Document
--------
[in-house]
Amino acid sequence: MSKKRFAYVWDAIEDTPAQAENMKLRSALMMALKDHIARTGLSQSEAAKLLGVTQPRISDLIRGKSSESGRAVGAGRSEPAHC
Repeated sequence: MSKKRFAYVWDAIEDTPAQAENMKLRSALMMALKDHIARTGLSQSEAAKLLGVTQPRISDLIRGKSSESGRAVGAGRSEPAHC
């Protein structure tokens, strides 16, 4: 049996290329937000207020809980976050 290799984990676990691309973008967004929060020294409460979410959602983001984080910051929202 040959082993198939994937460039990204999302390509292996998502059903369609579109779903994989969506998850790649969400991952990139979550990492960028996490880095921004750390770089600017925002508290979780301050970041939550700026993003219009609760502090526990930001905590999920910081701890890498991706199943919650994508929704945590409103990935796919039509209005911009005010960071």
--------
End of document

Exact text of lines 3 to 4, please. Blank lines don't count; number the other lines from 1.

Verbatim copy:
Repeated sequence: MSKKRFAYVWDAIEDTPAQAENMKLRSALMMALKDHIARTGLSQSEAAKLLGVTQPRISDLIRGKSSESGRAVGAGRSEPAHC
């Protein structure tokens, strides 16, 4: 049996290329937000207020809980976050 290799984990676990691309973008967004929060020294409460979410959602983001984080910051929202 040959082993198939994937460039990204999302390509292996998502059903369609579109779903994989969506998850790649969400991952990139979550990492960028996490880095921004750390770089600017925002508290979780301050970041939550700026993003219009609760502090526990930001905590999920910081701890890498991706199943919650994508929704945590409103990935796919039509209005911009005010960071």